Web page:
Functional recycling: Spent coffee grounds can make soil more fertile

Once you are done with your cup of brewed coffee, what do you do with the used grounds? Do you throw them away as garbage or consign them to the compost heap? Spanish researchers believe that using spent coffee grounds as a means of organic soil amendment will offer many benefits in agriculture and for the environment.

Coffee is a very popular and healthy drink. Its heavy global consumption produces six million tons of used grounds each year. A lot of this biological residue ends up in landfills, to rot alongside the rest of the garbage.

Finding practical uses for this waste will not just reduce overcrowding in landfills, it will also get good use out of the remaining nutrients in the material.

Spent coffee grounds are made up of 82 percent carbohydrates and 13 percent proteins. Using it as an organic soil conditioner will greatly increase the amount of organic carbon in the soil.

Furthermore, it will also reduce the carbon dioxide that is being released into the atmosphere as air pollution. (Related: Adding silicate rocks to farmland could restore soil, protect against pests and disease, and capture CO2, improving global food security.)

Testing the effect of used coffee grounds on soil fertility and plant growth

Spanish researchers from the Universidad de Granada (UG) were interested in the potential use of spent coffee grounds as an organic means of soil amendment. They conducted an in vitro experiment to test its effects on different soils and on an important vegetable crop.

In their experiment, they combined three different variables. The first was the use of two different amounts of coffee grounds. They added either 2.5 percent or 10 percent to the soil.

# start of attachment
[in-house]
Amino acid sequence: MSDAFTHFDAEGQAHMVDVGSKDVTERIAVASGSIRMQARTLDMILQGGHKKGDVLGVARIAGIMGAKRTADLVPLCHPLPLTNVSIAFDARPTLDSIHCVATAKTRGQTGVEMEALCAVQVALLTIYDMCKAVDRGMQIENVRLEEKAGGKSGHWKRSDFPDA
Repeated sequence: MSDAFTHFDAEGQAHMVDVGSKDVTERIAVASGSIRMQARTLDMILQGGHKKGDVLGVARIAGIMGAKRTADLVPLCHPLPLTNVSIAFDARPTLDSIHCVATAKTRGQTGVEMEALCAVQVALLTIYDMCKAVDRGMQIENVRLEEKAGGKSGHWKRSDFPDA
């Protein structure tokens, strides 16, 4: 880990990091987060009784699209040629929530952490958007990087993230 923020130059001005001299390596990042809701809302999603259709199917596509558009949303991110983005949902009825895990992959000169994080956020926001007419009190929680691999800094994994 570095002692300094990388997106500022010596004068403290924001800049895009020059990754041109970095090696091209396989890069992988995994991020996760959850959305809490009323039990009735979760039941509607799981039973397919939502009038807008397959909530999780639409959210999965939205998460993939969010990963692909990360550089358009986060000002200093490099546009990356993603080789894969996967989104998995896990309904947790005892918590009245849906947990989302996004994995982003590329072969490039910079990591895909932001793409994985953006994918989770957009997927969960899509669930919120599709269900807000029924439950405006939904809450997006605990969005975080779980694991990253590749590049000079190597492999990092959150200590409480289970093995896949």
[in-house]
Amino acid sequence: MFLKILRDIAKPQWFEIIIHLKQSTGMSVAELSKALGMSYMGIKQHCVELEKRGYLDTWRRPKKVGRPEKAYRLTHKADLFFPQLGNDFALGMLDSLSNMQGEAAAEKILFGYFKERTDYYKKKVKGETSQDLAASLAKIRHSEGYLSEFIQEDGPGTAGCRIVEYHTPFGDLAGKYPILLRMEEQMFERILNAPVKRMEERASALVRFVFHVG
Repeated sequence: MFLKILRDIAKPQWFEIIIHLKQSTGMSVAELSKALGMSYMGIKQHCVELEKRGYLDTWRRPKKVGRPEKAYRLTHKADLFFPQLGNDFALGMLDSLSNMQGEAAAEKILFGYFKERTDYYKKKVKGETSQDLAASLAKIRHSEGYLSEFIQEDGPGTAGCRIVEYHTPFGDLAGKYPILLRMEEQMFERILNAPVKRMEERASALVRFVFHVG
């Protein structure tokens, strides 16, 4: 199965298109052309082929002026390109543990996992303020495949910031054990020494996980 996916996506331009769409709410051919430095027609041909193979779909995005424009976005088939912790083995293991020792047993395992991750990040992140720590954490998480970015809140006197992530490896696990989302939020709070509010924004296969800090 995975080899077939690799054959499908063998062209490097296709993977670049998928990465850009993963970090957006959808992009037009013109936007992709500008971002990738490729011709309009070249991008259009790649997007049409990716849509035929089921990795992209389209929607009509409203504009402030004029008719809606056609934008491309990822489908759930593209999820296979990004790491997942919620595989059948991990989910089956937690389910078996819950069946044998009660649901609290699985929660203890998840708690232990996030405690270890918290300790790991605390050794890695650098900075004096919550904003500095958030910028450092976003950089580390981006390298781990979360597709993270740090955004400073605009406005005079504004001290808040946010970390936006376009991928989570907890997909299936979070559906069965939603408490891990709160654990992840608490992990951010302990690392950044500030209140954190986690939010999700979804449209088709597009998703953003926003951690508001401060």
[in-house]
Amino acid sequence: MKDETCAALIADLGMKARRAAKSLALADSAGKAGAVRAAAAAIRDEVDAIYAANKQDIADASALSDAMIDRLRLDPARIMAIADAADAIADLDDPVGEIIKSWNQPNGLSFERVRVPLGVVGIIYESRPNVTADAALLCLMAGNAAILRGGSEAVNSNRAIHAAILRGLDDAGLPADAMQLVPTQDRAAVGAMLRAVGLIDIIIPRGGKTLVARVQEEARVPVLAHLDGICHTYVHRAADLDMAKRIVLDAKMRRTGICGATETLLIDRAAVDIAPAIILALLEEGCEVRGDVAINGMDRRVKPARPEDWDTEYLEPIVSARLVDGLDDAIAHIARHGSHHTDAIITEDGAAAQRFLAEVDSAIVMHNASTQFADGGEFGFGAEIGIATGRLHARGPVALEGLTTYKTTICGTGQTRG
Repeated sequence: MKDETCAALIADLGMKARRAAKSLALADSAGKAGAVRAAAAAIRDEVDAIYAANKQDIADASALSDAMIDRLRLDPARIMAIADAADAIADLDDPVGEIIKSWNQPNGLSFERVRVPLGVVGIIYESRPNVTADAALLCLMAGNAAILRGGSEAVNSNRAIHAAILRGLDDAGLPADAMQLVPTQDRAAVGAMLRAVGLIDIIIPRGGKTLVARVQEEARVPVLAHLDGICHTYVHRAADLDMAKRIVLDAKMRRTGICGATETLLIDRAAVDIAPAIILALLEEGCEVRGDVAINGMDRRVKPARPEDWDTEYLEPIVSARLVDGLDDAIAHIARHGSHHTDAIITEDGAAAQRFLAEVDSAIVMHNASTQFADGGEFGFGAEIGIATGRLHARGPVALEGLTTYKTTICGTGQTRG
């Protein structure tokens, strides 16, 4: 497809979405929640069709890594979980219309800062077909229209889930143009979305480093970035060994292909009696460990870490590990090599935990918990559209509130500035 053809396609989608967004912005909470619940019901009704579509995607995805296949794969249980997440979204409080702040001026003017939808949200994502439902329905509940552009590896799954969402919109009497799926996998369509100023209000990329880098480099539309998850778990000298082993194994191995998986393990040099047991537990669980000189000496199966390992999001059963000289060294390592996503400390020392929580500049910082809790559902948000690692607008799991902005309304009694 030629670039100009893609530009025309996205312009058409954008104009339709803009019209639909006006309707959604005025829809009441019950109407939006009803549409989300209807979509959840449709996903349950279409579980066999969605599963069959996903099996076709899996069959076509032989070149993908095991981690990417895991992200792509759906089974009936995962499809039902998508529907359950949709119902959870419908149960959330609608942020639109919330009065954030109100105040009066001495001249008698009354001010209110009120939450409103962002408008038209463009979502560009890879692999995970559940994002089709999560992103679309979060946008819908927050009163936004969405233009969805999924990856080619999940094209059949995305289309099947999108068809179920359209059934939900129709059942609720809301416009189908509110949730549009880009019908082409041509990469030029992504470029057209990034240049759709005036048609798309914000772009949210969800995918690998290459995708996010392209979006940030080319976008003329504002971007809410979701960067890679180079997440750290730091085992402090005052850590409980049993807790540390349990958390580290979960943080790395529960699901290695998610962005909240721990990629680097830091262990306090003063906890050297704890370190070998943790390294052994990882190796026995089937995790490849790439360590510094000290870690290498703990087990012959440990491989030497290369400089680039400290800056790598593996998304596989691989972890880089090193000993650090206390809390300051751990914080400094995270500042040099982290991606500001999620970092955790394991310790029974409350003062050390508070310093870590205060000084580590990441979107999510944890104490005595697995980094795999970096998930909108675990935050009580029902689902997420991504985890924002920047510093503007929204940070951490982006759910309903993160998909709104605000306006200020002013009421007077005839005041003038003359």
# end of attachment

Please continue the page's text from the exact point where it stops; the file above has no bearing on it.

They also used two different types of agricultural soil as the second variable. Calcisol is a type of soil that has a large secondary amount of lime in it. Meanwhile, Luvisol is made of two layers of very different materials, with an upper layer that is rich in humus and a heavily-leached lower layer that lacks both clay and iron.

These different combinations of soil amendment and soil types were cultivated over the course of either 15, 30, 45, or 60 days. They used lettuce as their test crop.

At the end of the cultivation period, the researchers analyzed the soil’s chemical and physicochemical characteristics. They evaluated the amount of organic carbon, nitrogen, potassium, and phosphorus in the soil.

They also took scanning electron microscope (SEM) imagery of the soil particulate matter. Lastly, they analyzed the rate of growth of the lettuce crops.

Spent coffee grounds make for excellent soil conditioner

The results of the UG experiment showed that both doses of coffee grounds improved the nutrients in the soil. The increases depended on the dosage of the soil amendment.

Organic carbon showed the greatest increase at 286 percent. Total nitrogen levels also registered a similarly significant increase of 188 percent. Potassium levels went up by a comparatively low 45 percent. At the other end of the spectrum was phosphorus, which rose by only nine percent.

Analysis of the SEM images showed that the soil aggregates incorporated the coffee grounds. Soil microbes grew over them with ease. Spent coffee grounds also improved the ability of soil to “breathe” by 10 times.

One drawback is that lettuce in actively conditioned soil grew much slower. The plants grew as much as 233 percent slower.

Last but not least, there were some differences between the Calcisol and Luvisol when it came to the effects of the organic soil amendment.

Based on these findings, the researchers believed that soil fertility could be immensely improved through organic amendment using used coffee grounds.

If you would like to know about further uses of spent coffee grounds in agriculture, you can visit

Sources include: [PDF]

comments powered by Disqus